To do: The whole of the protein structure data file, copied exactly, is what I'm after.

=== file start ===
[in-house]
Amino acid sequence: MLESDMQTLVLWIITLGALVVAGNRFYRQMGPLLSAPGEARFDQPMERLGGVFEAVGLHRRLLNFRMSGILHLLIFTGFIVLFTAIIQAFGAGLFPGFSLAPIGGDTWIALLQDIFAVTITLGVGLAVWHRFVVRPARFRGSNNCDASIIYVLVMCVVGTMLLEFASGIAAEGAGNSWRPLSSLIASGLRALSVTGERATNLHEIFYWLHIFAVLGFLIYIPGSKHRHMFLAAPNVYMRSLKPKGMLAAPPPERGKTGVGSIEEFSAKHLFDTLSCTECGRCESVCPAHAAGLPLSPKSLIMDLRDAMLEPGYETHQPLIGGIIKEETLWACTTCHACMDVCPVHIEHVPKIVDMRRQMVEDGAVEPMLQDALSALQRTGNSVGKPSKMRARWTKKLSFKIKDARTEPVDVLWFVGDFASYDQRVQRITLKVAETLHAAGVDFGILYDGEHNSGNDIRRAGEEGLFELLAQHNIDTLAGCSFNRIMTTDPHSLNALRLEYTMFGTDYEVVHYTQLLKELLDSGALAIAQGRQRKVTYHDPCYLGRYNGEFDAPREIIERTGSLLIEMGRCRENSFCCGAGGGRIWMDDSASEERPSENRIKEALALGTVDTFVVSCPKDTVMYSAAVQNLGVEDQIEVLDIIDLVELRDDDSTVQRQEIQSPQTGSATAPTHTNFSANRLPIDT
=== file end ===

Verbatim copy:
[in-house]
Amino acid sequence: MLESDMQTLVLWIITLGALVVAGNRFYRQMGPLLSAPGEARFDQPMERLGGVFEAVGLHRRLLNFRMSGILHLLIFTGFIVLFTAIIQAFGAGLFPGFSLAPIGGDTWIALLQDIFAVTITLGVGLAVWHRFVVRPARFRGSNNCDASIIYVLVMCVVGTMLLEFASGIAAEGAGNSWRPLSSLIASGLRALSVTGERATNLHEIFYWLHIFAVLGFLIYIPGSKHRHMFLAAPNVYMRSLKPKGMLAAPPPERGKTGVGSIEEFSAKHLFDTLSCTECGRCESVCPAHAAGLPLSPKSLIMDLRDAMLEPGYETHQPLIGGIIKEETLWACTTCHACMDVCPVHIEHVPKIVDMRRQMVEDGAVEPMLQDALSALQRTGNSVGKPSKMRARWTKKLSFKIKDARTEPVDVLWFVGDFASYDQRVQRITLKVAETLHAAGVDFGILYDGEHNSGNDIRRAGEEGLFELLAQHNIDTLAGCSFNRIMTTDPHSLNALRLEYTMFGTDYEVVHYTQLLKELLDSGALAIAQGRQRKVTYHDPCYLGRYNGEFDAPREIIERTGSLLIEMGRCRENSFCCGAGGGRIWMDDSASEERPSENRIKEALALGTVDTFVVSCPKDTVMYSAAVQNLGVEDQIEVLDIIDLVELRDDDSTVQRQEIQSPQTGSATAPTHTNFSANRLPIDT